From the July 01, 2011 issue of Futures Magazine • Subscribe!

Government bond yields and forward rates

Four currently-traded interest rate futures contracts are shown on "90-day interest rate futures" (below). In addition to Eurodollar rates listed by CME Group, these include euribor, NYSE Liffe Eurodollar and short-sterling futures. Although they start at different rates, the four contracts converge at approximately 4% after 16 quarters on April 14, 2011. With the Federal Reserve holding U.S. rates for one-quarter delivery dates at extremely low levels, the 1.50% euribor rate (for 90-day euro-related rates) looks surprisingly high in comparison. The shortest-term rate on 90-day sterling futures is in the middle at 1.00%.


The curves of 90-day rate-to-yield ratios also vary between interest-rate futures markets. These are the "flex" curves described in "Eurodollar futures: Rate, yield and price structures" (May 2010). When interest rates are at a low level, as they currently are in the United States, the ratio of rates-to-yields will increase. As shown on "Ratios of rates to yields" (below), on April 19, 2011 Eurodollar futures rates topped a two-to-one ratio over yields at approximately the two-year, or eight-quarter, mark in number of quarters to maturity. At the same time, the ratios for the European Central Bank (ECB) on average increased from 1.0 to 1.4.


Tracing ratios

The ratio of rates-to-yields is not a predictor of rate changes, but can be an important factor when rates change. As interest rates rise in the United States — which they invariably will do at some point — the ratio will fall, rewarding long positions in Eurodollar futures over a range of expiration dates compared to the more stable yields on T-note and interest rate swaps futures at the same maturities.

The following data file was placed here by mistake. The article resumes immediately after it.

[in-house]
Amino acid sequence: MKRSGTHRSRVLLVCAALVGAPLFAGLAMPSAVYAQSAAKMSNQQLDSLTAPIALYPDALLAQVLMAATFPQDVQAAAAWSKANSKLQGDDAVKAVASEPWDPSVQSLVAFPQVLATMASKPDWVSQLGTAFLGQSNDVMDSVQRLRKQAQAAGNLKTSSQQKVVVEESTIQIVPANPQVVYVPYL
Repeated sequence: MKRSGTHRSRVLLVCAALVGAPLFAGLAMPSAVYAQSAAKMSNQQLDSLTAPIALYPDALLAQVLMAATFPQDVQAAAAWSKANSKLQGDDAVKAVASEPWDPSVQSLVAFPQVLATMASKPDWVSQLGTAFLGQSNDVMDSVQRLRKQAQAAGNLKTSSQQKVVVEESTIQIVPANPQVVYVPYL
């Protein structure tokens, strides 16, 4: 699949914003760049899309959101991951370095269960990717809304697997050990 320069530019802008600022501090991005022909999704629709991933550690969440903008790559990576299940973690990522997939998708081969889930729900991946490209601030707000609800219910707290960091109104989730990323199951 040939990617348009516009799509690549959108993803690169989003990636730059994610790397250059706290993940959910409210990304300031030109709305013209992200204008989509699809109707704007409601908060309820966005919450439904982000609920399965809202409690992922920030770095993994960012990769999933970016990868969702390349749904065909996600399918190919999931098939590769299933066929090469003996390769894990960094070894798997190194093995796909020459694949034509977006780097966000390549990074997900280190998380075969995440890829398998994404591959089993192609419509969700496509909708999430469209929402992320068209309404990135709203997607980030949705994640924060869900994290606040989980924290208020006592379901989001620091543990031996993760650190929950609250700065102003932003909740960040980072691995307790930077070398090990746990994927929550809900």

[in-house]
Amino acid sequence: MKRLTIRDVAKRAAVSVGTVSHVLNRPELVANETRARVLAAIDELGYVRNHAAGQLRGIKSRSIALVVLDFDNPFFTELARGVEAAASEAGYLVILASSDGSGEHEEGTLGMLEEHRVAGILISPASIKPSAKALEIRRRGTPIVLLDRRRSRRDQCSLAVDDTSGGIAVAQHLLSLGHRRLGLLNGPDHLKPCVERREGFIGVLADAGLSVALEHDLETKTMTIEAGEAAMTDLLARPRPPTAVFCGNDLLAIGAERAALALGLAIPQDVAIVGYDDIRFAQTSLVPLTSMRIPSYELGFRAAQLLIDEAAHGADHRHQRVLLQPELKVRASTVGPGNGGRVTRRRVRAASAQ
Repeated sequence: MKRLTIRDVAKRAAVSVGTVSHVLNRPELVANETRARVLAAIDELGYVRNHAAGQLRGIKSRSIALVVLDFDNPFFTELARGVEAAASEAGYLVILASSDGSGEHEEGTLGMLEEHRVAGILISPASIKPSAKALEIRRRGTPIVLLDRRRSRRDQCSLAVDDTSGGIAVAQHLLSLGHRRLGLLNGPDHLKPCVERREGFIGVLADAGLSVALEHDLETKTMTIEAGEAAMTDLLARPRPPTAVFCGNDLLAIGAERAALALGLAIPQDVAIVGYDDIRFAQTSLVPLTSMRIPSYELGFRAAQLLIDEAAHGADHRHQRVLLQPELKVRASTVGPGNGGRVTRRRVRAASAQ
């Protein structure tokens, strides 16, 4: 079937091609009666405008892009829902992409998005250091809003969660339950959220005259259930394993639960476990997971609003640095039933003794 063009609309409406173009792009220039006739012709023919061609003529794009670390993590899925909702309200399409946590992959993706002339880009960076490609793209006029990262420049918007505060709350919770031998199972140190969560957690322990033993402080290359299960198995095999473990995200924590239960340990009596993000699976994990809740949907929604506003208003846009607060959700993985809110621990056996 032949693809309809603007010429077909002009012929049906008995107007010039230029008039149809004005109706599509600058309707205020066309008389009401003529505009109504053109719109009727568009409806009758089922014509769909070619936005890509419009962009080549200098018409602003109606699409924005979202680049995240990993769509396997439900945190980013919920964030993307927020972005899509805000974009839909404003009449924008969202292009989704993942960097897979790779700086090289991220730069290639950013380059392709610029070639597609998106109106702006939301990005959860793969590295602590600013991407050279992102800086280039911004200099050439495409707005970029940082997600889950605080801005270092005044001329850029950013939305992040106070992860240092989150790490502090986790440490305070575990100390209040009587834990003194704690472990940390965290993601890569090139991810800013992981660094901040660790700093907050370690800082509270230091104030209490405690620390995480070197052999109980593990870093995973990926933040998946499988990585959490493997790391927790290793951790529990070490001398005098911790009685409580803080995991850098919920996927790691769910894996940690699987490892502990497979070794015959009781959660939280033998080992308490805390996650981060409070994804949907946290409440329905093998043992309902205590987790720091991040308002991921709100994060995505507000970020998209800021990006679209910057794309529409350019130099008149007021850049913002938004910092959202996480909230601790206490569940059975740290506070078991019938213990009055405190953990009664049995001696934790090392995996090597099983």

On April 22, 2011 the price of a five-year T-note futures contract was 116-07, or $116,227, with a yield of 2.525%. An immediate increase of 100 basis points in yield would result in a new price of $111,255 — down $4,972 due to the increase in yield. A spread trade using a two-to-one ratio of March 2016 Eurodollar futures against the five-year T-note produces a slight loss, with the long-side Eurodollar futures down 2 x $2,500. However, "Ratios of rates-to-yields" shows that the increase in yield should be accompanied by a decrease in the rate-to-yield ratio from 1.80 to 1.40 or lower. This should give an edge in trade results to the long Eurodollar futures as they lose less than the short T-note futures.

At any time, the structure of Eurodollar yields at different maturities is determined by the sequence of short-term (quarterly) rates, with the underlying objective of matching the U.S. Treasury yield curve. The same process is at work in different interest-rate markets, although the levels of rates, yields and ratios of rates-to-yields vary.

Whether or not a trader believes that interest rates can be predicted by looking at forward rates or the yield curve — or whether changes in government bond yields precede or follow shifts in forward rates — it still is worthwhile to observe the relationships between quarterly rates and yields at various maturities. Changes in the curves of quarterly rates, forward rates or longer-term yields provide the speculative profits and losses as well as the benefits of hedging that are the underlying reasons for the existence of the market for interest-rate futures and options.

Paul Cretien is an investment analyst and financial case writer. His e-mail is

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